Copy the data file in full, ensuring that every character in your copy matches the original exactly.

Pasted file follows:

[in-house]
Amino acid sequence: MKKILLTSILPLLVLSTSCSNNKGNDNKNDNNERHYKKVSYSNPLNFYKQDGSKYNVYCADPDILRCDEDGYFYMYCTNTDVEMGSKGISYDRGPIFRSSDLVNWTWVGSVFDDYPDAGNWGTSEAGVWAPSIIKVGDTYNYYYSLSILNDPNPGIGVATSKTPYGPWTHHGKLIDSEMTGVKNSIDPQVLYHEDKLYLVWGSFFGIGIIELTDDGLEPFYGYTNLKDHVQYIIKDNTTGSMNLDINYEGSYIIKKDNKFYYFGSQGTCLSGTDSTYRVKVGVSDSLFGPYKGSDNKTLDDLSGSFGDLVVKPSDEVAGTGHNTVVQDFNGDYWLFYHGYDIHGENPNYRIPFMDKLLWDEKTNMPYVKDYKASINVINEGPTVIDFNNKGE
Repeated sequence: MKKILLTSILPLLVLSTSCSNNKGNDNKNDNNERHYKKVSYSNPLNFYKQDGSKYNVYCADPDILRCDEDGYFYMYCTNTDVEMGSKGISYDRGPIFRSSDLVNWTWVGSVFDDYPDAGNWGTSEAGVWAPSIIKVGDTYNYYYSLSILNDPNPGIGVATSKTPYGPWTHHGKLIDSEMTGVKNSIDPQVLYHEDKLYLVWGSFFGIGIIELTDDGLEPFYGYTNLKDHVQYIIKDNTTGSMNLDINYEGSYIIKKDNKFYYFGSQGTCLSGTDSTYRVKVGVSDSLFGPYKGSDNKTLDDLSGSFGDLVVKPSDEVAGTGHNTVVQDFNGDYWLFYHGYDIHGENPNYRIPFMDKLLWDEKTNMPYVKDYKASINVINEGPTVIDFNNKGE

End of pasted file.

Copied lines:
[in-house]
Amino acid sequence: MKKILLTSILPLLVLSTSCSNNKGNDNKNDNNERHYKKVSYSNPLNFYKQDGSKYNVYCADPDILRCDEDGYFYMYCTNTDVEMGSKGISYDRGPIFRSSDLVNWTWVGSVFDDYPDAGNWGTSEAGVWAPSIIKVGDTYNYYYSLSILNDPNPGIGVATSKTPYGPWTHHGKLIDSEMTGVKNSIDPQVLYHEDKLYLVWGSFFGIGIIELTDDGLEPFYGYTNLKDHVQYIIKDNTTGSMNLDINYEGSYIIKKDNKFYYFGSQGTCLSGTDSTYRVKVGVSDSLFGPYKGSDNKTLDDLSGSFGDLVVKPSDEVAGTGHNTVVQDFNGDYWLFYHGYDIHGENPNYRIPFMDKLLWDEKTNMPYVKDYKASINVINEGPTVIDFNNKGE
Repeated sequence: MKKILLTSILPLLVLSTSCSNNKGNDNKNDNNERHYKKVSYSNPLNFYKQDGSKYNVYCADPDILRCDEDGYFYMYCTNTDVEMGSKGISYDRGPIFRSSDLVNWTWVGSVFDDYPDAGNWGTSEAGVWAPSIIKVGDTYNYYYSLSILNDPNPGIGVATSKTPYGPWTHHGKLIDSEMTGVKNSIDPQVLYHEDKLYLVWGSFFGIGIIELTDDGLEPFYGYTNLKDHVQYIIKDNTTGSMNLDINYEGSYIIKKDNKFYYFGSQGTCLSGTDSTYRVKVGVSDSLFGPYKGSDNKTLDDLSGSFGDLVVKPSDEVAGTGHNTVVQDFNGDYWLFYHGYDIHGENPNYRIPFMDKLLWDEKTNMPYVKDYKASINVINEGPTVIDFNNKGE